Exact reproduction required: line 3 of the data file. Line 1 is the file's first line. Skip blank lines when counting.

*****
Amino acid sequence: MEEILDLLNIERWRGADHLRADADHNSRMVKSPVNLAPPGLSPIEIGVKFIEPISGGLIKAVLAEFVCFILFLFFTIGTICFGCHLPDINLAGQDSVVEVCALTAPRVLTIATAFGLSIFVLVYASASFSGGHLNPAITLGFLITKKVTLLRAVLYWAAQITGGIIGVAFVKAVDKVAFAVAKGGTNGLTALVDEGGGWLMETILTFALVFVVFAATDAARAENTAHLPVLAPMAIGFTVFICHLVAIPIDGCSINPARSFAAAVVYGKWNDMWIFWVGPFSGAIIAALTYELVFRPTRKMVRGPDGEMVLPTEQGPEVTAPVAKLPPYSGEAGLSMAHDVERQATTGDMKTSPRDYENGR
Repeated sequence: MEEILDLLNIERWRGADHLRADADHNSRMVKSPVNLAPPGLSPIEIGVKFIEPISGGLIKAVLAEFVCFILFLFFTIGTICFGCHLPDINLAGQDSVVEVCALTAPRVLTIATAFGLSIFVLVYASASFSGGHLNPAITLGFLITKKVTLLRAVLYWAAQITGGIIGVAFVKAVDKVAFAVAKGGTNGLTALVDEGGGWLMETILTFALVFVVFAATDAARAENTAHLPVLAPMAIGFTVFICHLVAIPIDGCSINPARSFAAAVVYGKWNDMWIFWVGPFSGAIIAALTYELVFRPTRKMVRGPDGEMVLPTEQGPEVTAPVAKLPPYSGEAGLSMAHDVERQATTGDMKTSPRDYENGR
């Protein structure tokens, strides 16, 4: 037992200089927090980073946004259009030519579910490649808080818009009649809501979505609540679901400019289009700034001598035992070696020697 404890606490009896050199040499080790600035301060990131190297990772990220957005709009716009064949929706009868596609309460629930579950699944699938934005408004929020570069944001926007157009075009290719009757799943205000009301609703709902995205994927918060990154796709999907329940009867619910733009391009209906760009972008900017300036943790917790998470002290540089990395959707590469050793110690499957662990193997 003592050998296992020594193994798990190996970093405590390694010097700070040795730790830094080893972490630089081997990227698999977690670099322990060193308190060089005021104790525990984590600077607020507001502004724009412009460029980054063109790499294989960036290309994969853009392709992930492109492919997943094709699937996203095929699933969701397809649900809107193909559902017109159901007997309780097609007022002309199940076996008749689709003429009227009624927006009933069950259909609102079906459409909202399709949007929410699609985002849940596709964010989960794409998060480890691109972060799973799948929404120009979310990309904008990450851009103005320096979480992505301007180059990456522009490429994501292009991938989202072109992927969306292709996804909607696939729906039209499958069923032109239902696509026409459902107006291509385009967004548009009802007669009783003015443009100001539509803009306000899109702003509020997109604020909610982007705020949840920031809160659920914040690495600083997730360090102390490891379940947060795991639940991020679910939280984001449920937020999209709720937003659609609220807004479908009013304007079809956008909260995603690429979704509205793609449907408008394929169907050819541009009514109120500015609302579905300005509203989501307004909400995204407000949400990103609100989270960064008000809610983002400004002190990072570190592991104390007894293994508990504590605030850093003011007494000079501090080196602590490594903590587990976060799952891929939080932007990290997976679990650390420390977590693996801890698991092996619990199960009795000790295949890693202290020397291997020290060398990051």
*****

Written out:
């Protein structure tokens, strides 16, 4: 037992200089927090980073946004259009030519579910490649808080818009009649809501979505609540679901400019289009700034001598035992070696020697 404890606490009896050199040499080790600035301060990131190297990772990220957005709009716009064949929706009868596609309460629930579950699944699938934005408004929020570069944001926007157009075009290719009757799943205000009301609703709902995205994927918060990154796709999907329940009867619910733009391009209906760009972008900017300036943790917790998470002290540089990395959707590469050793110690499957662990193997 003592050998296992020594193994798990190996970093405590390694010097700070040795730790830094080893972490630089081997990227698999977690670099322990060193308190060089005021104790525990984590600077607020507001502004724009412009460029980054063109790499294989960036290309994969853009392709992930492109492919997943094709699937996203095929699933969701397809649900809107193909559902017109159901007997309780097609007022002309199940076996008749689709003429009227009624927006009933069950259909609102079906459409909202399709949007929410699609985002849940596709964010989960794409998060480890691109972060799973799948929404120009979310990309904008990450851009103005320096979480992505301007180059990456522009490429994501292009991938989202072109992927969306292709996804909607696939729906039209499958069923032109239902696509026409459902107006291509385009967004548009009802007669009783003015443009100001539509803009306000899109702003509020997109604020909610982007705020949840920031809160659920914040690495600083997730360090102390490891379940947060795991639940991020679910939280984001449920937020999209709720937003659609609220807004479908009013304007079809956008909260995603690429979704509205793609449907408008394929169907050819541009009514109120500015609302579905300005509203989501307004909400995204407000949400990103609100989270960064008000809610983002400004002190990072570190592991104390007894293994508990504590605030850093003011007494000079501090080196602590490594903590587990976060799952891929939080932007990290997976679990650390420390977590693996801890698991092996619990199960009795000790295949890693202290020397291997020290060398990051």